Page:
One of the coolest things about growing  herbs is that it’s really easy to make more of them! Here’s how to propagate perennial herbs to make your garden bigger or increase your harvest.

There are three ways to make new plants. Some of the methods are suited better to some plants than others. Note that collecting seeds and planting them is also a way to make more plants, but I’m focusing solely on propagation for this post.

Many culinary herbs are perennials and that means they come back year after year. Perennial plants are simply herbs or flowers that typically die back in the fall, going dormant over the winter. In the spring, they put up new growth, often gaining in size. It’s very easy to grow completely new plants from cuttings or divisions of those you (or friends or family members) are already growing.

Some herbs, like basil or parsley, are annual or biennial herbs in many places, meaning they live on one or two years. Because they can grow so vigorously, these non-perennial herbs can be very easy to propagate during their one season. Therefore, I’ve included them in this guide.

For further information on basil, check out Making More Basil.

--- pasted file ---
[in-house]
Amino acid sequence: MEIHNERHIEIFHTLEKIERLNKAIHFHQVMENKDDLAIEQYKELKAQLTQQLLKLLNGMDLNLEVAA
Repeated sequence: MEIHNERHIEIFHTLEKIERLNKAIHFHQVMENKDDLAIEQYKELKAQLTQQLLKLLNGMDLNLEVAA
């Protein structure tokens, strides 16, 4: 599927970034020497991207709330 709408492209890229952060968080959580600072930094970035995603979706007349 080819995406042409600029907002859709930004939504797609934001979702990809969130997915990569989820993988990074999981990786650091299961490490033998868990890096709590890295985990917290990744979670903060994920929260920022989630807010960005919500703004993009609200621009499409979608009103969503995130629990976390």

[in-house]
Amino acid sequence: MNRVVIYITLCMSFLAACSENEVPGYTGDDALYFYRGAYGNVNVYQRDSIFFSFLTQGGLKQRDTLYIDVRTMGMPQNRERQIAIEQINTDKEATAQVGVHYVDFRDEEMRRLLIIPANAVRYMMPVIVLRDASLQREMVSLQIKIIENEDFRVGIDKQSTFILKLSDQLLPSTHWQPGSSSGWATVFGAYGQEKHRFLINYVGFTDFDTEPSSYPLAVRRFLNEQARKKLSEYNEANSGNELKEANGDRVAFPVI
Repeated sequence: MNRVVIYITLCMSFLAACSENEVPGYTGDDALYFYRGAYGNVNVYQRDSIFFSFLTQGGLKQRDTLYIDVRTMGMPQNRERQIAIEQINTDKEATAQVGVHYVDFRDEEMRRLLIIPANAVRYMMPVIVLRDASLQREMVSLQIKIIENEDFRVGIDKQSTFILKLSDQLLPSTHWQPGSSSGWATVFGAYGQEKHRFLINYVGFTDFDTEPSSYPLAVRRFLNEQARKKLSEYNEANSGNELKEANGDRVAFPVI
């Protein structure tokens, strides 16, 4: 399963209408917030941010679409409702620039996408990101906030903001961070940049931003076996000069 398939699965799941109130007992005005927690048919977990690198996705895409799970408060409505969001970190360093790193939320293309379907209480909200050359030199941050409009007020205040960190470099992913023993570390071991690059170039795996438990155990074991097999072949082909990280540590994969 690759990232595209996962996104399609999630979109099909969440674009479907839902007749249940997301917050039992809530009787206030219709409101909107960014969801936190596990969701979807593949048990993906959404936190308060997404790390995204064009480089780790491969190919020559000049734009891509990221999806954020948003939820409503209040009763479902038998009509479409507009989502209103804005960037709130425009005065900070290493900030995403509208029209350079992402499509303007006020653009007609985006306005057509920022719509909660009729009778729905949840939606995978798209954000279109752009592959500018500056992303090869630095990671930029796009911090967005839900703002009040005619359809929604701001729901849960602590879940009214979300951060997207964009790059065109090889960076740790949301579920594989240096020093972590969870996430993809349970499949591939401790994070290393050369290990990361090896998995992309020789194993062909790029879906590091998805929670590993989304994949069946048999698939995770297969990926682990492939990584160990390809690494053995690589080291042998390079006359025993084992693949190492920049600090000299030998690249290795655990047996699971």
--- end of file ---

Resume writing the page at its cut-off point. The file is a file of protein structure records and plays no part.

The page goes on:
Keep in mind that most perennial plants want to spread and replicate themselves. Some even NEED to be divided every so often to maintain vigor. Knowing this, it’s better to start with just a few plants and a plan to turn them into more. You’ll save money and you won’t run out of garden space.


Many plants will grow roots from a single cut stem or stalk. Generally referred to as ‘taking a cutting’, this is one of the easiest ways to create new plants.

For best results, take cuttings from established perennials that have at least one full growing season under their belts.

Once the plant has started to put up new growth in the spring, it’s ready to donate a cutting. Clip off a small section, at least 3-5 inches tall. This is typically done just above where two stems fork.

Seasonal Timing

Both spring and fall are great times to propagate herbs. Early in the year, it’s best to take the cuttings from new growth on the plant. Later in the season, you can take cuttings from new or old growth. Old growth usually takes longer to produce roots but can ultimately make a stronger new plant.  In fall, leave a few weeks before your first frost date for the newly created plants to establish.

After you’ve taken the cutting, remove most of the foliage along the stem. This allows the plant to focus energy on making roots instead of supporting leaves. Do leave at least two pair of leaves, however, as the plant needs to be able to photosynthesize.

Put the cutting into a glass of water or into a container filled with potting soil. In the water or soil, the buried stem will start to develop new roots. It’s possible to root cuttings directly into the soil where they will grow but this should be done in temperate weather. Those cuttings will need to be watered daily until new growth is visible.  The advantage to rooting cuttings in a container is that it’s easy to move the container to keep the fragile cutting out of harsh weather or searing sun.

basil cutting in waterBasil cuttings with long new roots

If you put cuttings in soil: